Experimental keyboard techniques: eighteenth and nineteenth century origins of twentieth century practices
Keywordslecture recital document
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PublisherThe University of Arizona.
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AbstractTwentieth century composers of music for the piano often make use of certain unusual effects that probably had not occurred to the instrument's builders. From its origins in the early eighteenth century to the present day the modo ordinario of piano technique remains similar to that of its keyboard relatives, the clavichord and harpsichord. Fingers on the keys and one key per finger are the norm. Had Cristofori, Silbermann, Stein, and other early instrument builders realized the latent possibilities of their instruments, it is difficult to imagine how the course of music history might have been altered. As it is, however, "new instrumental resources --most notably, a great variety of timbres plucked, scraped, strummed, and scratched out of the insides of the piano " were left to be discovered by twentieth century composers, or were they? Charles Ives, Henry Cowell, and John Cage are three experimentalists of this century to whom credit is given for having invented certain of these "new instrumental resources." Depending upon which authority one consults, either Ives Cowell receives credit for the tone cluster. Plucking (pizzicato), strumming, tremolo, stopped- string harmonics- - all achieved by reaching inside the instrument- -are credited to Cowell, as are sympathetic vibration harmonics. It is said that Cage invented the prepared piano, although he himself considers it to be an extension of Cowell's placing of objects directly on the piano strings. Since there exist musical works dàting from the early eighteenth and nineteenth centuries which make use of all of these effects--albeit, some in embryo-- it would be more accurate to say that Ives, Cowell, and Cage reinvented them and exploited their possibilities during a time in which musical conventions in general were under attack. It is not possible to point to the early works as trend-setting; nor can one trace a direct line of influence from the eighteenth century through the nineteenth century to Ives and Cowell. It is possible to say, however, that "nothing is wholly new. Each thing, however new it appears, had many antecedents." The purpose here, then, is to point to some of these antecedents and trace influences where possible, particularly in the twentieth century.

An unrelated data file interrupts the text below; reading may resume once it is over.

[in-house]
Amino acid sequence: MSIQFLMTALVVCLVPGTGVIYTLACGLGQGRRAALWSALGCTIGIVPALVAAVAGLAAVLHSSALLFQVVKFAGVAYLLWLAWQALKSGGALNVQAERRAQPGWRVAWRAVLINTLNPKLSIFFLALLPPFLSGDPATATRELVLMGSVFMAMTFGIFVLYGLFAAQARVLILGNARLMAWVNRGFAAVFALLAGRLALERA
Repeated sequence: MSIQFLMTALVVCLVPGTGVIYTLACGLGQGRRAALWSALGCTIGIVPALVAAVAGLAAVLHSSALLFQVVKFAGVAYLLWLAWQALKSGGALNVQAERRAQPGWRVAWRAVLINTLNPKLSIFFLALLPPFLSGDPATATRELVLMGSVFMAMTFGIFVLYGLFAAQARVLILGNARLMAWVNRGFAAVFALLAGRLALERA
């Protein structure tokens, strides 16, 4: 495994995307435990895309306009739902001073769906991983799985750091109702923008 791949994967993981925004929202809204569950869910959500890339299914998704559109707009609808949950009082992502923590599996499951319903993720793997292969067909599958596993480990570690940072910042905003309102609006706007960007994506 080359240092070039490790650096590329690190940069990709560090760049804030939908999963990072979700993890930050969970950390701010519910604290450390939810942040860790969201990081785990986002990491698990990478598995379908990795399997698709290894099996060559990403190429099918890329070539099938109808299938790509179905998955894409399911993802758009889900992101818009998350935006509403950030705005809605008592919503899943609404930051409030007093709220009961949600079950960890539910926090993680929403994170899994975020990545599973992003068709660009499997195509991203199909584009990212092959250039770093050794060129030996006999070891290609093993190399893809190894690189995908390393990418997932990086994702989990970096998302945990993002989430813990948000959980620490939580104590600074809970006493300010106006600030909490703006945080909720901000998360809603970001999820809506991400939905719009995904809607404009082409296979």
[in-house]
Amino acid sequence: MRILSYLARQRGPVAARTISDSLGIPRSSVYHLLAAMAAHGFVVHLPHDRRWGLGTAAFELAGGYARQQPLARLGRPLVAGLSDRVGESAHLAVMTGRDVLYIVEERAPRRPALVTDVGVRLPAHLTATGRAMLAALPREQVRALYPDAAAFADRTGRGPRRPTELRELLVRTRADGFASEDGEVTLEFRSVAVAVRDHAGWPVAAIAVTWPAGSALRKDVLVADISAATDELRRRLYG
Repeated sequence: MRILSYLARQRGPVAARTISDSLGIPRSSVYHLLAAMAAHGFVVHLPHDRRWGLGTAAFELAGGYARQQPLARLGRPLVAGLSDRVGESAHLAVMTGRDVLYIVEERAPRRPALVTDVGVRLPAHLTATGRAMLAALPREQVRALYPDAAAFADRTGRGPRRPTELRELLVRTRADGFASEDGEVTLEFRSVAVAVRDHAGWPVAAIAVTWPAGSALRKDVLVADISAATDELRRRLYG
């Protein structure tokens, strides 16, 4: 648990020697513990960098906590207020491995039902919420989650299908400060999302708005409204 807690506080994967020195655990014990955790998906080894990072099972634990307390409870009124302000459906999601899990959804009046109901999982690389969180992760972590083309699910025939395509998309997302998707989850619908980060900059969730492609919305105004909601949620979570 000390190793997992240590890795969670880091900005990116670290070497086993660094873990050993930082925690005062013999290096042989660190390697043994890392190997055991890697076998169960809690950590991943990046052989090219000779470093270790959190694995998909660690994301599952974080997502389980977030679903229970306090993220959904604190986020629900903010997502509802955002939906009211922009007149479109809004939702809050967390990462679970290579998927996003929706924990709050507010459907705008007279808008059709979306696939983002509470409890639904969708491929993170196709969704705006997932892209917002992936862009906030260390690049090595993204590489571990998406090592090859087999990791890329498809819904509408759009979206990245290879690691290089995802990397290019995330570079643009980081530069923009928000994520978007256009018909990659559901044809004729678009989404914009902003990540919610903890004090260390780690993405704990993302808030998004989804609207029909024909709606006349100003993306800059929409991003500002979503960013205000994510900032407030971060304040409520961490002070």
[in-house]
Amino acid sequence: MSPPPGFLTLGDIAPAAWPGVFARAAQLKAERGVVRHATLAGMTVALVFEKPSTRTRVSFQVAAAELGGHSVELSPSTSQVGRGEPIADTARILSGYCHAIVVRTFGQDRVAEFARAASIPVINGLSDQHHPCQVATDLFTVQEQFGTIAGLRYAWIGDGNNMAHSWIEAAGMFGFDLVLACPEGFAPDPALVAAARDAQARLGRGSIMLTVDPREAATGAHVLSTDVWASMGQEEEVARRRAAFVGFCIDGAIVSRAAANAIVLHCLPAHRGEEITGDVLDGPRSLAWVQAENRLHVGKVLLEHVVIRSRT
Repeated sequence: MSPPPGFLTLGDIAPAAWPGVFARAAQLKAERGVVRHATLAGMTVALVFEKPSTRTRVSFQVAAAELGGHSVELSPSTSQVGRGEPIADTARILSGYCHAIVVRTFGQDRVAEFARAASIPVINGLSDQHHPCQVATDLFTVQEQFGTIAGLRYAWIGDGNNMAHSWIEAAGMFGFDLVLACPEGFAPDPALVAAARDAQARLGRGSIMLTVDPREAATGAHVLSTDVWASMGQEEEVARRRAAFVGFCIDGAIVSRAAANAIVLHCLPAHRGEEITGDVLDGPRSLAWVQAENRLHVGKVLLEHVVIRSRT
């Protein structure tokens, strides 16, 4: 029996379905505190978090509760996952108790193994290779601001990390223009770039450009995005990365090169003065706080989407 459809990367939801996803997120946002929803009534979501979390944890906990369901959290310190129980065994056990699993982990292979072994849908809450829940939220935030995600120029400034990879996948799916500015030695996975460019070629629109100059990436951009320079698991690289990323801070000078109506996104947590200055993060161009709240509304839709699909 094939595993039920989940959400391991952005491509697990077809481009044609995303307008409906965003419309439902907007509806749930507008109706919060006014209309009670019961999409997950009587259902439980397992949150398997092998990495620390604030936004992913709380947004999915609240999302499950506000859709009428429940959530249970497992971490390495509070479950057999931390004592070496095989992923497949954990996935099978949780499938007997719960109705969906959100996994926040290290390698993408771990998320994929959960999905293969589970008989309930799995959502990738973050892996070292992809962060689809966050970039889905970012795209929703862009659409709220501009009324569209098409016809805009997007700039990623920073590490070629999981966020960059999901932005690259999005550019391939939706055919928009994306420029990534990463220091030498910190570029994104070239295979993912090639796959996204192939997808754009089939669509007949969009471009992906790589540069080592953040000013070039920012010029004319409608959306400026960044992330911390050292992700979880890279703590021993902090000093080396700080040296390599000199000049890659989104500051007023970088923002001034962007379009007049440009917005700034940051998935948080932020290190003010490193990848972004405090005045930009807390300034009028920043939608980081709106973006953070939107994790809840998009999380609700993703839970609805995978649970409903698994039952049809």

Degree ProgramGraduate College